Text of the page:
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How to create pods in Kubernetes

Mohan Pawar

A pod is the smallest unit in the k8s (Kubernetes) ecosystem, like an atom in the universe.

Before creating any pods, I assume that the application is already developed along with the built Docker image that is available in a Docker repository (public or private). This way, whenever a Kubernetes cluster runs, a new pod will be able to pull the respective Docker images. I also assume that a Kubernetes cluster is up and running. In case you need one using kubeadm, visit create a Kubernetes cluster using kubeadm. Now that both prerequisites are met, we are ready to deploy an application into a Kubernetes cluster that will ultimately create a pod.

A pod is a group of containers that are deployed together on the same host. With the help of pods, we can deploy multiple dependent containers together. In other words, a pod acts as a wrapper around these containers so that we can interact and manage these containers primarily through the pod.

There are three ways you can create a pod (or resources) in a running k8s cluster.

  1. Imperative way
  2. Declarative way
  3. Using an API interface

We can also create resources from the Kubernetes Dashboard.

You can use the Kubernetes supported client-libraries to write applications using the Kubernetes REST API.

Imperatively, a pod can be created with many kubectl commands that directly apply to the k8s cluster. For example, if I want to deploy an nginx web server into a k8s cluster, then I can directly create a deployment that will create a replica set. This replica set, in turn, will create a pod using:

$ kubectl run --generator=run-pod/v1 nginx --image=nginx
pod/nginx created

In the latest version of Kubernetes, generators have been removed from the kubectl run command [Ref PR: Remove kubectl run generators] and a declarative way of creating resources has been suggested. It is never been recommended to create any resources in an imperative way as there will be less transparency while creating/updating them.

Declaratively, a pod can be created by writing manifests and using kubectl apply. This is good for reproducible deployments, i.e., for production — though you may still use some kubectl commands for debugging in production. So, this manifest contains the metadata and detail specification w.r.t. the type of object you want to create. This method is even helpful for updating the objects that are currently running in the k8s cluster.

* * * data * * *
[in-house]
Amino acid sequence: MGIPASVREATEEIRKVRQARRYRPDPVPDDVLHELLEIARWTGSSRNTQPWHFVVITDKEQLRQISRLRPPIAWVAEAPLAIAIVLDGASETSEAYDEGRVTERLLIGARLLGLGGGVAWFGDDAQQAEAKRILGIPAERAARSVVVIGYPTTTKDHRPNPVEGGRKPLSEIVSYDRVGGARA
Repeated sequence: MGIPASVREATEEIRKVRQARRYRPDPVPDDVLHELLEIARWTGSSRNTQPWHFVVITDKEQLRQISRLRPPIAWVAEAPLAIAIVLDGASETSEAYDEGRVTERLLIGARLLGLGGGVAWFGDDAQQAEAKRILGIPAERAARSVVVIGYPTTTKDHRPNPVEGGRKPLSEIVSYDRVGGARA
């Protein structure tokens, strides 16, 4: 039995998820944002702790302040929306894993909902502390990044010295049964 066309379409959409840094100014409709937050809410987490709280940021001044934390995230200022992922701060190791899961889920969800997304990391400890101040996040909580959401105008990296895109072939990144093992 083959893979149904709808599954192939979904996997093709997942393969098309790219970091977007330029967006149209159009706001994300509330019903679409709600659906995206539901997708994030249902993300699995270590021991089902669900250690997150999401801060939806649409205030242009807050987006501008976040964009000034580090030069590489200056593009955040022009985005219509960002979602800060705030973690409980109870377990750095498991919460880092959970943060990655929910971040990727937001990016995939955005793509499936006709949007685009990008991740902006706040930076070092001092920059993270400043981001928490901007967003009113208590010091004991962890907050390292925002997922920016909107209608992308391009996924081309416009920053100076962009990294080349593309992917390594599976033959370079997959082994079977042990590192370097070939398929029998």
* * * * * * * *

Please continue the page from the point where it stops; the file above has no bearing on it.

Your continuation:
Let’s create an nginx deployment the declarative way:

vim simple_deployment.yaml
apiVersion: apps/v1
kind: Deployment
metadata:
  name: nginx-deployment
spec:
  selector:
    matchLabels:
      app: nginx
  minReadySeconds: 5
  template:
    metadata:
      labels:
        app: nginx
    spec:
      containers:
      - name: nginx
        image: nginx:1.14.2
        ports:
        - containerPort: 80
simple_deployment.yaml
$ kubectl create -f simple_deployment.yaml
deployment.apps/nginx-deployment created

This declarative way of creating resources will keep a track of the specification we provided while creating a resource. Hence, 95% of system admins or DevOps engineers who manage a K8s cluster leverage this approach.

Creating a pod/deployment using REST API

In a typical Kubernetes cluster, the API is exported on port 443, which can be accessed through a TLS connection. The self-signed certificate, which is generated during the cluster creation or configuration, is available at $USER/.kube/config on the client machine.

The API server performs authentication, authorization, and admission control of clients.

cat > nginx-pod.json <<EOF
{
  "apiVersion": "apps/v1",
  "kind": "Deployment",
  "metadata": {
    "name": "nginx-deployment"
  },
  "spec": {
    "selector": {
      "matchLabels": {
        "app": "nginx"
      }
    },
    "minReadySeconds": 5,
    "template": {
      "metadata": {
        "labels": {
          "app": "nginx"
        }
      },
      "spec": {
        "containers": [
          {
            "name": "nginx",
            "image": "nginx:1.14.2",
            "ports": [
              {
                "containerPort": 80
              }
            ]
          }
        ]
      }
    }
  }
}
EOF

Create the above deployment using the following curl request:

curl -k -v -X POST -H "Authorization: Bearer <JWT_TOKEN>" -H "Content-Type: application/json" https://K8s-master-ip:6443/api/v1/namespaces/default/pods -d@nginx-pod.json

Make sure you have created JWT_TOKEN, which will have the necessary permissions to create the deployment; otherwise, you will get the HTTP 401 Unauthorized response. Also, replace the K8s-master-ip with your k8s cluster’s master server’s IP.

Kubernetes Deployment Life-cycle from K8s Doc
Kubernetes Deployment Life-cycle from K8s Doc

As shown in the above deployment life cycle, the control plane and data plane components work together seamlessly to make sure your cluster is always in the desired state. Controllers make sure that the current state always matches the desired state. Kubernetes controllers watch the changes to Kubernetes objects in the API server and basic CRUD operations. When a change happens, controllers run their business logic. I will explain this in my next blog about, Nuts and Bolts of Kubernetes.

Kubernetes is one of the most extensible container orchestration engines and, day-by-day, it is becoming a de-facto standard for infrastructure. It brings the Google Borg experience to all, in order to run applications of internet-scale. The API-first approach makes Kubernetes programmable and extensible. The modular approach helps you to build on top of Kubernetes. So, no matter how you create the resources in the Kubernetes cluster, it will ultimately be converted into an API through which it will communicate with the Kubernetes API server.

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